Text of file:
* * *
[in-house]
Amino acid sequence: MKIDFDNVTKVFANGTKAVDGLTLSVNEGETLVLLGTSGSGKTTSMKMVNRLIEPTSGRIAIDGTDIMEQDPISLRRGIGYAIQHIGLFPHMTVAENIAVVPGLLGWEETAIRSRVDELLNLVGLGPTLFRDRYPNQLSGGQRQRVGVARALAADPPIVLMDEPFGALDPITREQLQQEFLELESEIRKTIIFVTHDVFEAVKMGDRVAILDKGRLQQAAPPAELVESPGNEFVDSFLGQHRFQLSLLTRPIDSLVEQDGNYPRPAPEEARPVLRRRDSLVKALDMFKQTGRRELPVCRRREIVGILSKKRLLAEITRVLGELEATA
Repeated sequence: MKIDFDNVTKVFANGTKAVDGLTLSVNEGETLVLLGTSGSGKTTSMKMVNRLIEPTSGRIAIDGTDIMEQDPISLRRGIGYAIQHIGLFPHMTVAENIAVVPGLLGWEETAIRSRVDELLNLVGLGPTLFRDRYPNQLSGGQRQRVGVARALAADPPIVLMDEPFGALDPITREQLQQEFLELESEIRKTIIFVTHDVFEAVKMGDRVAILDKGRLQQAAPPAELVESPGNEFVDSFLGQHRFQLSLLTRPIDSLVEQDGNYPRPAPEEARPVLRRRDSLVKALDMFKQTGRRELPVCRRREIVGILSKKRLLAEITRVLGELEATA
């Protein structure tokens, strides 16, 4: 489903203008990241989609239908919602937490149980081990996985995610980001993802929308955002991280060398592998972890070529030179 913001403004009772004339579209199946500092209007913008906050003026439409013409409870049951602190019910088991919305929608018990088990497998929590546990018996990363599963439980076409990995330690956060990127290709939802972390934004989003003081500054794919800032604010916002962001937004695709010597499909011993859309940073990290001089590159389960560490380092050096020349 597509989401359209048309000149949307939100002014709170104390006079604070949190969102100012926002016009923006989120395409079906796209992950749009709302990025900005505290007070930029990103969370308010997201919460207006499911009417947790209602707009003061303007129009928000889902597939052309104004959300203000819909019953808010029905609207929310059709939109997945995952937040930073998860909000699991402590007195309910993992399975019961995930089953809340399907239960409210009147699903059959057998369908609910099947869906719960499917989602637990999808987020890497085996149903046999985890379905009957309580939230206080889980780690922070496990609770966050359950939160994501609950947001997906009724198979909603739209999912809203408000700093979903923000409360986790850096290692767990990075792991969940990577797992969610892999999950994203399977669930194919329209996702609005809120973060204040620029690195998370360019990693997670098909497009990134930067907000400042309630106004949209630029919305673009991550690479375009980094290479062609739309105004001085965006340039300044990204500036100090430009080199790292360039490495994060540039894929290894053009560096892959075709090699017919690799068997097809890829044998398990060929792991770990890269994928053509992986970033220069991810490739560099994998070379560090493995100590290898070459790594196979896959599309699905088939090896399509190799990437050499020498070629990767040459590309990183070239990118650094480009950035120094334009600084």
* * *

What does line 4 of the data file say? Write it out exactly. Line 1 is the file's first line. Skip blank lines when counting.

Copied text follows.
């Protein structure tokens, strides 16, 4: 489903203008990241989609239908919602937490149980081990996985995610980001993802929308955002991280060398592998972890070529030179 913001403004009772004339579209199946500092209007913008906050003026439409013409409870049951602190019910088991919305929608018990088990497998929590546990018996990363599963439980076409990995330690956060990127290709939802972390934004989003003081500054794919800032604010916002962001937004695709010597499909011993859309940073990290001089590159389960560490380092050096020349 597509989401359209048309000149949307939100002014709170104390006079604070949190969102100012926002016009923006989120395409079906796209992950749009709302990025900005505290007070930029990103969370308010997201919460207006499911009417947790209602707009003061303007129009928000889902597939052309104004959300203000819909019953808010029905609207929310059709939109997945995952937040930073998860909000699991402590007195309910993992399975019961995930089953809340399907239960409210009147699903059959057998369908609910099947869906719960499917989602637990999808987020890497085996149903046999985890379905009957309580939230206080889980780690922070496990609770966050359950939160994501609950947001997906009724198979909603739209999912809203408000700093979903923000409360986790850096290692767990990075792991969940990577797992969610892999999950994203399977669930194919329209996702609005809120973060204040620029690195998370360019990693997670098909497009990134930067907000400042309630106004949209630029919305673009991550690479375009980094290479062609739309105004001085965006340039300044990204500036100090430009080199790292360039490495994060540039894929290894053009560096892959075709090699017919690799068997097809890829044998398990060929792991770990890269994928053509992986970033220069991810490739560099994998070379560090493995100590290898070459790594196979896959599309699905088939090896399509190799990437050499020498070629990767040459590309990183070239990118650094480009950035120094334009600084």